On a brisk Wednesday in December, Pakin Wirojwatanakul made his usual commute to the downtown San Francisco office of fintech startup Plaid. But when he arrived, the front desk security guard told him to go home. Puzzled, he left the office and reversed his commute. Then he received a cryptic text from a friend: “Are you safe?” Back at home, a thoroughly confused Wirojwatanakul opened his email and finally grasped what was going on: He was being laid off, along with 260 other Plaid employees, or about 20% of the company.
By January 2023, nearly 250,000 tech workers had lost their jobs in a similar fashion over the past year. Many received the news via brusque, formal emails sent to their personal addresses. Others were beckoned via calendar invites to 15-minute meetings with the human resources department. A strategist at Slack, who was on vacation during the company’s layoffs, found out she had lost her job when a colleague texted condolences and said it had been nice working together. A Google engineer discovered he’d been laid off only when he searched his spam folder; ironically, Gmail had flagged the email from Google HR as suspicious.
Over the last year, I have frequently wondered what would become of those quarter-million fired tech workers. Their stories seemed to evaporate after their last day of work, sealed with a perfunctory post on LinkedIn. Where, I wondered, would they all end up? Would they get reabsorbed into other tech companies that, improbably, have continued to hire? Would they abandon the industry, feeling burned after their corporate breakups? Or would they make creative use of their severance payments—four months of base pay on average, or in rare cases as much as a full year’s salary—and set out to build something new of their own?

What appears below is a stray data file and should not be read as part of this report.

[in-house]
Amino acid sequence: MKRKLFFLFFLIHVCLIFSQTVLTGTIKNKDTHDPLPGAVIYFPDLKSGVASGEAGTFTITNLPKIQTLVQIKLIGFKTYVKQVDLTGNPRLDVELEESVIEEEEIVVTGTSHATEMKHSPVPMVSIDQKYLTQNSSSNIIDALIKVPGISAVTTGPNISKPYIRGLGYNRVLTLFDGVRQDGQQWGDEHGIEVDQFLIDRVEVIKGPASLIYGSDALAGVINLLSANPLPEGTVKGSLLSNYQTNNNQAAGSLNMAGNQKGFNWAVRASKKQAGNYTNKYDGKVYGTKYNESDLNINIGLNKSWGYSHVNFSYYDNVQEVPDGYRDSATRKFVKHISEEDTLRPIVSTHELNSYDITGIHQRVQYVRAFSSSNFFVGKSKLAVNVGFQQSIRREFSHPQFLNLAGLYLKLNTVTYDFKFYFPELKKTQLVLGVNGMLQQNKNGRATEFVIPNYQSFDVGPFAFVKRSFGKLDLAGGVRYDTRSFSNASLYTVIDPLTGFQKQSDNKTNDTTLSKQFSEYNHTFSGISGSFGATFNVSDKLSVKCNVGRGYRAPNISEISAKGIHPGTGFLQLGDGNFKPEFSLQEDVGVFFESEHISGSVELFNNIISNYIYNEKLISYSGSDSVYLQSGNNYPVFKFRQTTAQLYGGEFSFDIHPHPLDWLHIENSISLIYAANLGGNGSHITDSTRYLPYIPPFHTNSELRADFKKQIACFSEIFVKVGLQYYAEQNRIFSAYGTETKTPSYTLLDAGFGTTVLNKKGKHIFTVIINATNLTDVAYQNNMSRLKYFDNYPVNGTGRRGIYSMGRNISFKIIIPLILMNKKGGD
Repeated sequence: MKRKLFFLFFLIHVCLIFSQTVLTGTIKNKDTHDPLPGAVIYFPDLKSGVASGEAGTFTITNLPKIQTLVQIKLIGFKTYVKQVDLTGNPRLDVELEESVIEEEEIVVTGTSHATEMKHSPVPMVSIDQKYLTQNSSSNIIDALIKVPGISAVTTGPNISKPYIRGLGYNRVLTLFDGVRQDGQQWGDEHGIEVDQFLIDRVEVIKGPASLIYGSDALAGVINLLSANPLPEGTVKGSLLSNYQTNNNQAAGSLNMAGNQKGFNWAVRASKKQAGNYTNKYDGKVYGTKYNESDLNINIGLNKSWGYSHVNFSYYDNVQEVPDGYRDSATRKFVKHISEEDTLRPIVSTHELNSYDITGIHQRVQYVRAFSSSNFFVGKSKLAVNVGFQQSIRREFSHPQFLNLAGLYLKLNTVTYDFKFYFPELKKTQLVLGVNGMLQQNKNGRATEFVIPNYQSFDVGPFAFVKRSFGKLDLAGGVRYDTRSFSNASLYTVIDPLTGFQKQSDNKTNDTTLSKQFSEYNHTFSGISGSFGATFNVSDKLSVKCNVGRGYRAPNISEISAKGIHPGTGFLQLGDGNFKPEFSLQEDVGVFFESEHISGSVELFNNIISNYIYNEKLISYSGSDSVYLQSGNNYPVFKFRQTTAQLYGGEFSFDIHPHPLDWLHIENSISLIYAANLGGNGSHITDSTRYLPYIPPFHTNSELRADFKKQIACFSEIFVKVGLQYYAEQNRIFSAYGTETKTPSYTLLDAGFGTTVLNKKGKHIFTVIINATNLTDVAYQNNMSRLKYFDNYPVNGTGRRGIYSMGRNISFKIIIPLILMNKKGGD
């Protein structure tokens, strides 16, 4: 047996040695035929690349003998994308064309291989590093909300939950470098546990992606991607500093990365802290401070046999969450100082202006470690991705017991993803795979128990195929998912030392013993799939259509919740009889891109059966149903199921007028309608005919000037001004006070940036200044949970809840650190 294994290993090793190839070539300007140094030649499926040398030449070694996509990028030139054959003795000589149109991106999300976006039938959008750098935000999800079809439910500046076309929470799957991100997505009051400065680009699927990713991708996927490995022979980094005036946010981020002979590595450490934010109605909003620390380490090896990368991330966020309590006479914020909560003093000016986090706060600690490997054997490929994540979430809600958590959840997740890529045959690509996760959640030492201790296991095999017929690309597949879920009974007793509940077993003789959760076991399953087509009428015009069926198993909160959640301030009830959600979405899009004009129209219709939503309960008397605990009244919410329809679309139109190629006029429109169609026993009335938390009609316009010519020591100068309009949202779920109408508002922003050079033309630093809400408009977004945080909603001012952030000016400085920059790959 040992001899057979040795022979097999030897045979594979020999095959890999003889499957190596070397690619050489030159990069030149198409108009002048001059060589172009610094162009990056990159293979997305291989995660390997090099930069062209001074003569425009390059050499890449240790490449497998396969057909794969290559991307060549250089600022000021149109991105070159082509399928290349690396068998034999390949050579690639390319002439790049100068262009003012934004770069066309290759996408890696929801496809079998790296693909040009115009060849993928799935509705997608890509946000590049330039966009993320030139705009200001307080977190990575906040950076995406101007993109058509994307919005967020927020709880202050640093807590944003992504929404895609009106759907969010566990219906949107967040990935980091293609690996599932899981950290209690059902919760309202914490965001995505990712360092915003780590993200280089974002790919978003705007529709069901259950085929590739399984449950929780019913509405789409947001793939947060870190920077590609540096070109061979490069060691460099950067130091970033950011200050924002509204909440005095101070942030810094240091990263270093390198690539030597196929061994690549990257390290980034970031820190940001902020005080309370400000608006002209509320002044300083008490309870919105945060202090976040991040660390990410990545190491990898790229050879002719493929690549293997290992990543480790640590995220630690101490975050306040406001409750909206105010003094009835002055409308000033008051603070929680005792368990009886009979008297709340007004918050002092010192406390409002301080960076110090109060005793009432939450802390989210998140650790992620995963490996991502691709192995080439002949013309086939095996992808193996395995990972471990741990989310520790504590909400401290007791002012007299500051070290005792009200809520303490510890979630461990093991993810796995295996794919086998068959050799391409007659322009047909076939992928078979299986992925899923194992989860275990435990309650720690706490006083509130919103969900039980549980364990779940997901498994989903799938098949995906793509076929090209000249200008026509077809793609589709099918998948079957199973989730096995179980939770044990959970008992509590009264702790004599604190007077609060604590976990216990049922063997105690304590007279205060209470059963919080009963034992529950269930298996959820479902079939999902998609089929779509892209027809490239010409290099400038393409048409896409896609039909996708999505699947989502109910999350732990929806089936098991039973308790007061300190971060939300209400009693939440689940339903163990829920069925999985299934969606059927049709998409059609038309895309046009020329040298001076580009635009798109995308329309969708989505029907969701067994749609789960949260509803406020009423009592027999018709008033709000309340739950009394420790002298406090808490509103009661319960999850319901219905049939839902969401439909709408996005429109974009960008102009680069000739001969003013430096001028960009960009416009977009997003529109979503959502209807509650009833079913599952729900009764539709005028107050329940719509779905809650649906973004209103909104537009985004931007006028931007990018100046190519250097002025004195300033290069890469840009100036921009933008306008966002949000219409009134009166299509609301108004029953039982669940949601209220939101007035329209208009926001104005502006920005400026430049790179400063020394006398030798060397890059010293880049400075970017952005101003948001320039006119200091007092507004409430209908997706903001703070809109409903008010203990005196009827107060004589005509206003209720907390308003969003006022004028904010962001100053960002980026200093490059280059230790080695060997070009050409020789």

In recent weeks, I spoke with more than 30 tech workers who lost their jobs in the havoc of the past year. They ranged from entry-level employees navigating their first downturn to Silicon Valley veterans who had survived more than one boom-and-bust cycle. For the most part, these workers fell into one of two camps: those who viewed the job loss as a personal trauma and those who saw the layoffs as liberation. Taken collectively, their next steps offer a glimpse at a reconfiguration of the tech industry—call it the Great Re-Sorting. Talent is trickling out of large tech companies and into early-stage ventures or other industries altogether, and the modest diversity gains seen over the last decade are in danger of reversal.
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